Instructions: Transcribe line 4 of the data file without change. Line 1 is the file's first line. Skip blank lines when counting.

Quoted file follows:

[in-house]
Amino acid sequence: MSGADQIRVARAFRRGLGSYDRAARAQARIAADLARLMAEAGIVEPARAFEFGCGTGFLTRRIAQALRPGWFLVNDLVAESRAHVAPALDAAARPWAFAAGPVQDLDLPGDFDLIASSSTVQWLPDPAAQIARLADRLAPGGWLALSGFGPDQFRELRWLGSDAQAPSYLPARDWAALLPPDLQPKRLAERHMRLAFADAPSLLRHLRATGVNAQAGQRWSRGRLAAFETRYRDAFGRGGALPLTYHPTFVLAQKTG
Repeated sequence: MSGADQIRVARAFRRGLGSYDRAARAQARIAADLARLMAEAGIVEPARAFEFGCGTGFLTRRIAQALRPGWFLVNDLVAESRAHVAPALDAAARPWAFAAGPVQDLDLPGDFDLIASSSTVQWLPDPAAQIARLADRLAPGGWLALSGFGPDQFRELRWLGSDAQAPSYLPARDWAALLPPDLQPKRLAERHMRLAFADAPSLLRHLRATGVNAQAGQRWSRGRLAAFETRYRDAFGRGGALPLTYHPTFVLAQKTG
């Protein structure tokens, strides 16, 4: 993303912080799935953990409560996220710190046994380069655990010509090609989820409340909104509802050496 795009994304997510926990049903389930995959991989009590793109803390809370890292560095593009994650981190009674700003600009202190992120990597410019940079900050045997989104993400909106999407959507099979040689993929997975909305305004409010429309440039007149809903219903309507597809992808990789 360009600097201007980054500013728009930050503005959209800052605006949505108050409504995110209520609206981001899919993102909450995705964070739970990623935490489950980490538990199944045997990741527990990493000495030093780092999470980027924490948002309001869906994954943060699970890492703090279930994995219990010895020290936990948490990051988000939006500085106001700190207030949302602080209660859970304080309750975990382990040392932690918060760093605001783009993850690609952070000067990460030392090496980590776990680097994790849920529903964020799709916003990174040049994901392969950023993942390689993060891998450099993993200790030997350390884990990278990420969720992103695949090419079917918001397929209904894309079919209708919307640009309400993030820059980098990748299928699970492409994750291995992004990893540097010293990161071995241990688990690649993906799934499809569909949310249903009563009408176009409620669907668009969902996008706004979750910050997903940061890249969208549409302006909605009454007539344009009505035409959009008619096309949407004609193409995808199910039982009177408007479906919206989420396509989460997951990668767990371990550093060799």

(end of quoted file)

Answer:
């Protein structure tokens, strides 16, 4: 993303912080799935953990409560996220710190046994380069655990010509090609989820409340909104509802050496 795009994304997510926990049903389930995959991989009590793109803390809370890292560095593009994650981190009674700003600009202190992120990597410019940079900050045997989104993400909106999407959507099979040689993929997975909305305004409010429309440039007149809903219903309507597809992808990789 360009600097201007980054500013728009930050503005959209800052605006949505108050409504995110209520609206981001899919993102909450995705964070739970990623935490489950980490538990199944045997990741527990990493000495030093780092999470980027924490948002309001869906994954943060699970890492703090279930994995219990010895020290936990948490990051988000939006500085106001700190207030949302602080209660859970304080309750975990382990040392932690918060760093605001783009993850690609952070000067990460030392090496980590776990680097994790849920529903964020799709916003990174040049994901392969950023993942390689993060891998450099993993200790030997350390884990990278990420969720992103695949090419079917918001397929209904894309079919209708919307640009309400993030820059980098990748299928699970492409994750291995992004990893540097010293990161071995241990688990690649993906799934499809569909949310249903009563009408176009409620669907668009969902996008706004979750910050997903940061890249969208549409302006909605009454007539344009009505035409959009008619096309949407004609193409995808199910039982009177408007479906919206989420396509989460997951990668767990371990550093060799």